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During this midterm season, let us remember that grades are, of course, important, but if you must choose between your wellness or achieving high marks, choose your wellness every time. In light of a recent report of a student passing out in the dining hall due to stress and being required to go to Princeton Medical Center at Plainsboro, it’s time to say enough is enough; it is only a matter of time before something more drastic happens on campus due to academic stress. I know, I know, I am only a freshman, and I’ve only been on campus for four months (I did Freshman Scholars Institute, which started in July), but even in those four months, I can see that the University is an incredibly high-stress environment, and students all too often choose their academics over their well-being.
Among those who identify as liberal, a certain type of man has emerged: he calls himself a feminist, has many female friends, and has donated to Planned Parenthood. He prides himself in his interest in gender, and shakes his head when another prominent man is revealed as a sexual harasser. He also interrupts the women in his precept, warns against going “too far” with believing sexual assault victims, and mansplains feminism.
In an Oct. 16 opinion piece, Zachariah Sippy ’22 argues that in response to the confirmation of Justice Kavanaugh and its implications for the ideological balance of the Supreme Court, the Democrats — whenever they manage to regain control of Congress and the presidency — ought to add two more justices to the bench.
“Jason Van Dyke was found guilty of second-degree murder,” I said with relief to my friend last Friday afternoon. After nervously monitoring the news for days, I felt a calm rush over me as justice was served for the brutal murder of Chicago teen, Laquan McDonald. To my utter surprise, my friend looked at me and asked, “Who is that?”
If you ask the average American to describe the average college campus in the United States, they would probably reply by using adjectives such as “vibrant,” “energetic,” and most importantly, “activist.” The idea of being politically vocal on and off campus has been a predominant theme characterizing college students as a whole.
“Spectacle is the sun that never sets over the empire of modern passivity”- Guy Debord
“Legacy? What is a legacy?” laments Alexander Hamilton in the self-titled musical. “It’s planting seeds in a garden you never get to see.” Though profound, this revelation doesn’t convey all sides of the story — while you may not personally experience the effects of the marks you leave behind, countless others will. The pursuit of leaving an impression on future generations is probably what motivated, and still motivates, so many people to donate to the University, in hopes that a building, or even just a plaque, will preserve their name. But there’s a glaring issue: The people whose names are currently enshrined in brick and mortar do not represent the diversity of today’s student body. Rather, we are living in the legacy of white men.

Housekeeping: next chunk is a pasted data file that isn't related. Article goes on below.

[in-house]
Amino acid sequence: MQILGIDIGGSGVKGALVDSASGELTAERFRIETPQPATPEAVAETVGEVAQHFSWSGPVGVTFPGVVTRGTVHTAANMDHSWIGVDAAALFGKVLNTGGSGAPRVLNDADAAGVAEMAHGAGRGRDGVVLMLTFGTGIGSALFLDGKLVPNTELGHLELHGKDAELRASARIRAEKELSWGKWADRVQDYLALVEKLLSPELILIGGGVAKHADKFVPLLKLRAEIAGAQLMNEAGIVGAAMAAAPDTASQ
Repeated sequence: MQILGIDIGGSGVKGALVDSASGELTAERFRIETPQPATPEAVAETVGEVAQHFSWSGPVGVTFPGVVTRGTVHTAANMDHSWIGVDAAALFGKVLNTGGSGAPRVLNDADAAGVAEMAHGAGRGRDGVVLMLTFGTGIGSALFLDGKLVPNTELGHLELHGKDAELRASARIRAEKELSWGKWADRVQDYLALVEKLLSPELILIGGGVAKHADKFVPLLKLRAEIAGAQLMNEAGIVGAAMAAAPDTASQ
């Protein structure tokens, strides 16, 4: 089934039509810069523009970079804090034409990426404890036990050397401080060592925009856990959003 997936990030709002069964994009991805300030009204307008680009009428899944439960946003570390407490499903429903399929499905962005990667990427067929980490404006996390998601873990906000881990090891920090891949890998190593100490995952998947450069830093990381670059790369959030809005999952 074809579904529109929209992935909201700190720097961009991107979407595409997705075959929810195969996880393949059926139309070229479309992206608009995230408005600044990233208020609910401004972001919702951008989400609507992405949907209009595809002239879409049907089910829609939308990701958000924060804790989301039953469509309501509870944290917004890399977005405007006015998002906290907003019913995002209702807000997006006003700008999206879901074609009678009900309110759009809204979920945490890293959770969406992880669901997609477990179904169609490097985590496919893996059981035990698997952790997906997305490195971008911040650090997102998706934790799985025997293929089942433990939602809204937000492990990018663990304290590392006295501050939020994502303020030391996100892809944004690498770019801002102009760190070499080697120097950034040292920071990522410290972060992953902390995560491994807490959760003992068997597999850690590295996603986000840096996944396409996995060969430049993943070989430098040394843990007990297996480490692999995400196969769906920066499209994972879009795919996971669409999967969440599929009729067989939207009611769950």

No one likes to be uncomfortable. We strive to achieve maximum comfort, whether by rotating through a multitude of Princeton sweatshirts or by choosing classes purely based on the number of hours of sleep they allow for each night. Don’t get me wrong; I enjoy being comfortable, and I believe feeling comfortable on campus is a key part of enjoying the college experience. But it is important to remember that a college campus is also a place where we should be excited to have our perspectives challenged. We shouldn’t be comfortable with only seeking out safe spaces and limiting our exposure to new ideas.
Flyers on dining hall tables, posters plastered on lamp posts and in hallways, daily emails in your University inbox, all with the same message: register to vote before it’s too late.
Taking a course at Princeton, conventional wisdom would have it, requires a commitment to intellectual life and academic output. Yet, it seems evident that our institution prioritizes rigor — or perceived rigor — over other considerations. This isn’t because rigor is required for understanding, nor because difficulty-for-the sake-of-difficulty is a pedagogical necessity.
Starting this month, the same-sex partners of foreign diplomats or employees of international organizations in the United States will no longer have access to visas. Foreign diplomats and United Nations employees were notified last month about the policy change, informing them that they must either get married or their partners will have to leave the country. What a way to celebrate LGBTQ+ History Month.
At this point last year, I had reopened the infamous Common App portal. Until the end of fall break, I was convinced I’d be transferring.
Just two days after Brett Kavanaugh was narrowly confirmed to the Supreme Court, 198 Princeton students shuffled into McCosh 50 for a history lecture on Roosevelt’s attempted court-packing plan in 1937. As Professor Kevin Kruse began his lecture, the irony was lost on no one.